5. Give your target languages separate “identities”

A big part of minimizing the confusion factor boils down to giving the two languages you’re learning strong, clear identities in your mind.

Perhaps the best way to do this is through immersion—the more you use a given language, the more you internalize it as something with an identity unto itself. We’ll talk more about this later.

You can also try color-coding your language learning materials to reinforce the separate identities of the two languages.

For instance, if you’re learning Spanish and Chinese, try making all your Spanish flashcards red and all your Chinese flashcards blue. Then, optionally, remind yourself every day:

Spanish is red,
Chinese is blue,
I will learn both,
If it’s the last thing I do!

6. Consider choosing a “priority” language

If you still aren’t sure about taking the leap and going for two (or more) languages at once, you can set a “priority” language to which you’ll devote a larger amount of your time and energy.

That way, you can shoot for two languages but still know you’ll come away with at least one under your multilingual belt.

Even if you’re absolutely sure that you’re in it for two languages, setting a priority language is an effective way of minimizing the confusion factor. 

Plus, progressing more quickly at one of the two languages you’re working on will help stave off the feeling of running in place that can occasionally creep up on two-at-a-time language learners. It’s easier to stay motivated when you can see your progress.

7. Decide how much time to spend on each language

Learning multiple languages at once only works if you do some planning in advance.

Before you start studying, figure out exactly how you’re going to divide your time between the languages you’re tackling. If you have a priority language, devote most of your time to that one, and choose to study it during the times you have the most energy and focus.

Tracking your hours and setting a regular study routine will help you stay organized.

You should also be aware that you’re in for a bigger learning curve than you would be if you were targeting a single language. Things will just take longer.

8. Cultivate equal relationships with each target language

Your goal should be to become bilingual in each individual language you intend to learn. 

Have a concrete reason for learning each language, such as:

  • Learning Spanish so that you can understand Flamenco lyrics
  • Learning Russian to communicate with your in-laws
  • Learning French because you’d like to study cuisine in France

Having a relationship or connection to a language means you have a strong, emotional desire to be able to use the language. It also means that your reasons for learning the language should be constants in your life, rather than motivations that are likely to dry up after a year or two.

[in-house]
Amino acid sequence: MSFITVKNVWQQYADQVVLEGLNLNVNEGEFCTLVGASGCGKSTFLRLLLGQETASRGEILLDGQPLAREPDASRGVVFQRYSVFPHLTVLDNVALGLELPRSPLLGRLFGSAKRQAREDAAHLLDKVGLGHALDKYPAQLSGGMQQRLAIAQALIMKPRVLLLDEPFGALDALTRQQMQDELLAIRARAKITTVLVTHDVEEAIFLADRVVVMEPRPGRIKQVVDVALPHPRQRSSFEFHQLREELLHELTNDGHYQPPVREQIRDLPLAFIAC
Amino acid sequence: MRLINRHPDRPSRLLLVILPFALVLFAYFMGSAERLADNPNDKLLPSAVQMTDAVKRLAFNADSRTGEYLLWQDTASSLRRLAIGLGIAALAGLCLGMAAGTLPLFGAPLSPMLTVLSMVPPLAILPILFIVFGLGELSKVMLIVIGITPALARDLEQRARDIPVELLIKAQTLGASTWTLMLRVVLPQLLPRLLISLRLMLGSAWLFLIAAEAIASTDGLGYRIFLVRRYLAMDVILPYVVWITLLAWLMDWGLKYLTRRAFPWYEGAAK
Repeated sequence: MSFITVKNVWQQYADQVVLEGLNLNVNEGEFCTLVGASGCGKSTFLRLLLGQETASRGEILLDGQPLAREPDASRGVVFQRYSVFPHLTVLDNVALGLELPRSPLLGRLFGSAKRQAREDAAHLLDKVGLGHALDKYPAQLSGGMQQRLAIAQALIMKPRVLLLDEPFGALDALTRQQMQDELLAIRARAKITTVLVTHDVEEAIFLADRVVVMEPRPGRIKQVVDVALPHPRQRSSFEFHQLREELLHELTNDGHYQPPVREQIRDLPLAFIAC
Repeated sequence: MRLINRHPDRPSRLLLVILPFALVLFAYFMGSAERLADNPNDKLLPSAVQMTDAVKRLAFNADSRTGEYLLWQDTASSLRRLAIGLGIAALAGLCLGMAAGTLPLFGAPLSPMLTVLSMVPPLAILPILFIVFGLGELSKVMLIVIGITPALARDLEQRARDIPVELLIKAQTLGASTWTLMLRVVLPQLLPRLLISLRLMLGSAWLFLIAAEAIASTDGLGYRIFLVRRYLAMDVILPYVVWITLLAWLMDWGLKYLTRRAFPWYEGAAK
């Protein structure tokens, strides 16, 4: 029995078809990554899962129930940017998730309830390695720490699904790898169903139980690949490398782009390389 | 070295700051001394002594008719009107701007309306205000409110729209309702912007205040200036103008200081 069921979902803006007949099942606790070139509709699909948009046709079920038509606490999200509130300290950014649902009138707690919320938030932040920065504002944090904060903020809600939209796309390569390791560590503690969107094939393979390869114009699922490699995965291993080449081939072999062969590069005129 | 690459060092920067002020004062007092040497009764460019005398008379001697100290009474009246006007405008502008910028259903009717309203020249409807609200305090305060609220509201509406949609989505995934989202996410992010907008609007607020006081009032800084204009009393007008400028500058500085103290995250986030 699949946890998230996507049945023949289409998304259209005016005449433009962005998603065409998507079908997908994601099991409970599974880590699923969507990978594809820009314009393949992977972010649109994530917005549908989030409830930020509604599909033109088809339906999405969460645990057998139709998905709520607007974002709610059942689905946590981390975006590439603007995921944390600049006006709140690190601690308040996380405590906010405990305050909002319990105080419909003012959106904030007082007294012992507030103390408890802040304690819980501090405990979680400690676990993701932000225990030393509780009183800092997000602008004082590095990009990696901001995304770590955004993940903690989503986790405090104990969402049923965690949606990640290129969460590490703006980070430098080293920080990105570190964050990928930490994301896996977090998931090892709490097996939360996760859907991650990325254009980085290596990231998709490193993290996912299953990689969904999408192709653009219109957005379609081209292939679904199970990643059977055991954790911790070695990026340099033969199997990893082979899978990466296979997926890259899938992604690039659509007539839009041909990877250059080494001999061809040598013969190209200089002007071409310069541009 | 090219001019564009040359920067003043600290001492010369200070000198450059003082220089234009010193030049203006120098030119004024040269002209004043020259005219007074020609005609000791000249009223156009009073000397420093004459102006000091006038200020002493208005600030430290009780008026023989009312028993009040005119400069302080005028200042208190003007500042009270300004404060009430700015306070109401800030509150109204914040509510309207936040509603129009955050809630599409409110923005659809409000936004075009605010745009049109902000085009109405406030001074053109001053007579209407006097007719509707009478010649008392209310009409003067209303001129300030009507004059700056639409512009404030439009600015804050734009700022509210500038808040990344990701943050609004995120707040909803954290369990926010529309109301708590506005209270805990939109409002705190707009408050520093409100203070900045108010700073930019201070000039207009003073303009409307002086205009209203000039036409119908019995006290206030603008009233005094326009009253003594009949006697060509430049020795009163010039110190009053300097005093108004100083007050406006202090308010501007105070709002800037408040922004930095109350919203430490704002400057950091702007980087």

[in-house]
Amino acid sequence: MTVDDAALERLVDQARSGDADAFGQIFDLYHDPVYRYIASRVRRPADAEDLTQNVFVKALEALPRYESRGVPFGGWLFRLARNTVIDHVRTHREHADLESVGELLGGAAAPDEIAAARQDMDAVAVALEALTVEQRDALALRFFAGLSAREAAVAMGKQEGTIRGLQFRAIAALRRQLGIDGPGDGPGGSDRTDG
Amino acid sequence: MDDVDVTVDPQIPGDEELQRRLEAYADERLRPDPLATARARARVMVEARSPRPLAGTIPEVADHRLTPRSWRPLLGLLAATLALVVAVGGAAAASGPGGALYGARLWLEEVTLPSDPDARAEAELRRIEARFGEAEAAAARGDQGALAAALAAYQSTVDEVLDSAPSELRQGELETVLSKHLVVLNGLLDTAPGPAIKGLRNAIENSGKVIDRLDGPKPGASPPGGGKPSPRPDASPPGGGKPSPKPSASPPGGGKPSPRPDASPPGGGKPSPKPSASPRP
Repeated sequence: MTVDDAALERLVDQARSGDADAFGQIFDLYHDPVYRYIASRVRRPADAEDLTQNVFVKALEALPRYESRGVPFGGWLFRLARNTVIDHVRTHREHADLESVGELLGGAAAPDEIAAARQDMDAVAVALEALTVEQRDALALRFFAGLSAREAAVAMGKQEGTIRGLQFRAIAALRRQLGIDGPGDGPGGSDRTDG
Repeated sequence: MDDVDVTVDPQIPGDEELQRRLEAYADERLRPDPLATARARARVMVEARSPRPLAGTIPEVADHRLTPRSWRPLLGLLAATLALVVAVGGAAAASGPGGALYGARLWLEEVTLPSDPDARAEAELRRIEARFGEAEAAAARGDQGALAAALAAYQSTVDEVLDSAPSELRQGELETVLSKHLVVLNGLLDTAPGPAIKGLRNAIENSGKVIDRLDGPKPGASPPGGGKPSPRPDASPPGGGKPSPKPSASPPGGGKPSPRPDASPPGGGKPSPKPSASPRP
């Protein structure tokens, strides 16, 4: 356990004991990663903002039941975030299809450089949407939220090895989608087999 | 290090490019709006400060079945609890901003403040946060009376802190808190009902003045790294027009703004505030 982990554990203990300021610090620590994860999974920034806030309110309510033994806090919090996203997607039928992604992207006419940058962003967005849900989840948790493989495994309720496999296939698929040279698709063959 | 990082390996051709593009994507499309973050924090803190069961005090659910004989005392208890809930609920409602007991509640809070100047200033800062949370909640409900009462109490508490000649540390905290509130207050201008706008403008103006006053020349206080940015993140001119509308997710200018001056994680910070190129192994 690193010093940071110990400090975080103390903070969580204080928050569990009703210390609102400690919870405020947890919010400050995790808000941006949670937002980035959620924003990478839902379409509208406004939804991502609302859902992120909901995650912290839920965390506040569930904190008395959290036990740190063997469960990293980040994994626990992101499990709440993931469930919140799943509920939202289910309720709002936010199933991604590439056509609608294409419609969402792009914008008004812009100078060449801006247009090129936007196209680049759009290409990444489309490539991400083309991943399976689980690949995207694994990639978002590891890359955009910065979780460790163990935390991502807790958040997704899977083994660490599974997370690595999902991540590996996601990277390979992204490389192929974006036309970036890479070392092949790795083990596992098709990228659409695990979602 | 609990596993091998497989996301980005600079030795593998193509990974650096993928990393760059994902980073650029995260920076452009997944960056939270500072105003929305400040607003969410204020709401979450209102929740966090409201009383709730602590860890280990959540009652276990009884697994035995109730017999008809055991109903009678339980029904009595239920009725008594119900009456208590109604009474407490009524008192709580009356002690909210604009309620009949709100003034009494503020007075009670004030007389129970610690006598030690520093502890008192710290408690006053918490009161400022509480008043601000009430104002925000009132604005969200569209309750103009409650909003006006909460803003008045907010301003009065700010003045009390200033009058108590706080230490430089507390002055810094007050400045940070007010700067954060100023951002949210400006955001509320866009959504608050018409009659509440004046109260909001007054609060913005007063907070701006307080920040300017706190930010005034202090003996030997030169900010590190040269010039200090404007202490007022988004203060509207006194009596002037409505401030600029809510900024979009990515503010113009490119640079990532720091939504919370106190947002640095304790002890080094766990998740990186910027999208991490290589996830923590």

9. Mix up your flashcards to learn languages simultaneously

If you like your language learning with a large side of flashcards, take some of your flashcards for both languages and mix them together so you’re practicing two or more languages at the same time.

Now, you might be thinking: “But didn’t you say it’s important to minimize the confusion factor and keep my languages separate?”

Well, it is important to pick two very different languages to avoid confusion, but the act of switching quickly between the languages you’ve picked actually helps you keep them separate.

Changing from one language to the other at the drop of a dime will help you build the necessary flexibility for multilingual skills, allowing you to alternate back and forth without getting overwhelmed—a skill that will make you a more effective two-in-one language learner.

10. Learn the same topics in multiple languages at the same time

As you plan your studies, experiment with taking things a step further by learning the same thing across both or all of your languages.

It works because of a psychological effect known as “priming.” Priming has to do with how the things you think about now affect the things you will think about in the near future.

For example, if I say the word “cat” and then ask you to immediately list ten words that come to mind, it’s more likely that “dog” would be one of those words than “potato,” because dogs and cats are more closely related and you’ve been primed to think about things related to cats.